As the Metro Council begins deliberation on a controversial nondiscrimination proposal, the woman whose job departure helped ignite the debate might be watching from the gallery.
Lisa Howe, former women’s soccer coach at Belmont University, told The City Paper she hopes to attend Tuesday’s council meeting to track the progress of a bill that would require companies contracting with Metro to adopt nondiscrimination policies that cover sexual orientation and gender identity. Howe said she supports the legislation.
“I had some things already scheduled, so I’m trying to rearrange my schedule so that I can go,” Howe said. “If I don’t make it [Tuesday], I’ll definitely be able to go in the future. Hopefully, it goes through to second reading.”
Howe, who is gay, left her Belmont position in December after revealing to her team that she and her same-sex partner are expecting a child. Her departure, which former players have said came under pressure from school officials, led council members Jamie Hollin and Mike Jameson to introduce a bill that would require companies that do business with the city to adopt the same non-discrimination policy already applied to the government, which includes sexual orientation and gender identity protections.
“I think it’s a natural extension of the non-discrimination policy that they put into place in 2009,” Howe said, referring to the measure the council approved last year and that addresses only Metro workers.
But critics have said the new bill would have a “chilling effect” on Davidson County businesses.
At least one Christian-right organization, several business leaders and two Republican lawmakers met last Wednesday to discuss their concerns. Among those in attendance was Republican Rep. Glen Casada of Williamson County, who said he plans to file a state bill that, if approved, would prevent local municipalities from forcing private businesses to adopt such nondiscrimination policies.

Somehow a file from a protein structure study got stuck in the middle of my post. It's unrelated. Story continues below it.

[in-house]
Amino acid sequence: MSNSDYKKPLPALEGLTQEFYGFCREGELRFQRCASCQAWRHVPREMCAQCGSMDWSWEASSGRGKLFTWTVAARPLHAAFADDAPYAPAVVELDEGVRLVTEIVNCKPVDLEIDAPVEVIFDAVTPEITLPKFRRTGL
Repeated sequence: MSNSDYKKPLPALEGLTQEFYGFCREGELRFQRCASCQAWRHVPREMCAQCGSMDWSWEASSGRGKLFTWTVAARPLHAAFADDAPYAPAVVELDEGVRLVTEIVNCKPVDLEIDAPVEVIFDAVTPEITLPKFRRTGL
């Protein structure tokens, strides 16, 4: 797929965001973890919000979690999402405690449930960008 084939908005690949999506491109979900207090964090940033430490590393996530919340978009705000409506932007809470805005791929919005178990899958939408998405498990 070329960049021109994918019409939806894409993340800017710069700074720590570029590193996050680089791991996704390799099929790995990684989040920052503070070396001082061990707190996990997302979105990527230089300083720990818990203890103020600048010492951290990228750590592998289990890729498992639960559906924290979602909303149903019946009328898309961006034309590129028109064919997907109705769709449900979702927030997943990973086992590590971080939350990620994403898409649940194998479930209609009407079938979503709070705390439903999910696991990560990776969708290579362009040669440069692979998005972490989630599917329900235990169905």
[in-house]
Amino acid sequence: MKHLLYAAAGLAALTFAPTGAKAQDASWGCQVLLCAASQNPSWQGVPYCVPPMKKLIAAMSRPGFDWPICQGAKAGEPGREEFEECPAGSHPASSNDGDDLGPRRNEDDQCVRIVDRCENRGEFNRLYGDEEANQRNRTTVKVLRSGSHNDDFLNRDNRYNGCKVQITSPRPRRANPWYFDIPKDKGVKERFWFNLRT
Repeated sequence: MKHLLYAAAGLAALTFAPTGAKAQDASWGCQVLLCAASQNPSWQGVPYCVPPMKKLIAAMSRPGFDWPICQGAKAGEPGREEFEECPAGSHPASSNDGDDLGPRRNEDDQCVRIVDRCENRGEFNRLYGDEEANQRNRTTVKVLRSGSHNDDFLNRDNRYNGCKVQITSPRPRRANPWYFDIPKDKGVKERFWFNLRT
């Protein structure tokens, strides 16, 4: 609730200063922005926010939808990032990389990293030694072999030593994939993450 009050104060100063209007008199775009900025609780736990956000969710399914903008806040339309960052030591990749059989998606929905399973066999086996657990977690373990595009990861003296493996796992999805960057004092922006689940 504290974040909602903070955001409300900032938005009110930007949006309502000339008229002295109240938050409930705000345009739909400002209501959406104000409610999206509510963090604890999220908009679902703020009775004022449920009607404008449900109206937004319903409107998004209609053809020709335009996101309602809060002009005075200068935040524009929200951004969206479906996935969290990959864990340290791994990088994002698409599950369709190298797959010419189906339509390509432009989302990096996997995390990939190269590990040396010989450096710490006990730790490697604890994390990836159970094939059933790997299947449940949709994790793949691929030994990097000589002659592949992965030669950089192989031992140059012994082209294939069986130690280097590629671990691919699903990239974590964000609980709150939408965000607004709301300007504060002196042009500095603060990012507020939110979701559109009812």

Also at the meeting was Jim Gotto, who currently serves a dual role as both Republican state representative and city councilman. Gotto said either he or another council colleague would likely pull the bill separately on Tuesday to allow for a rare first-reading vote on the ordinance. Typically, all council legislation clears the first of three votes unanimously to direct bills to the council’s committee system.
“The fact that it has been threatened to be singled out,” Howe said, alluding to Gotto’s warning, “that gives me more urgency to be there.”
Moving forward, Howe, who is still searching for a new job, said she hopes to have a larger presence in advocating for the approval of the pending legislation, along with other equality issues.
“Other than applying for jobs, I’ve been gradually getting back into being more active as far as pushing for equality, whether it’s raising awareness, or educating people, or getting involved in something like this in city council,” Howe said.
“I can put a face to equality right now, and I’m going to take advantage of that while I have it,” she said.
Belmont officials have not indicated whether they plan to change what amounts to a “don’t ask, don’t tell” policy when it comes to the sexual orientation of their employees.
“I think the public is still interested in what Belmont is going to do, as far as making a decision on if they’re going to change their policies or not,” Howe said. “The longer they wait to make a statement, the more involved I get again because media wants to know what’s going on, and they ask me.”
Over the weekend, Howe attended a baby shower where she got to see several members of Belmont’s women’s soccer team.
“It was good to see everybody,” Howe said. “Everyone’s so nice.”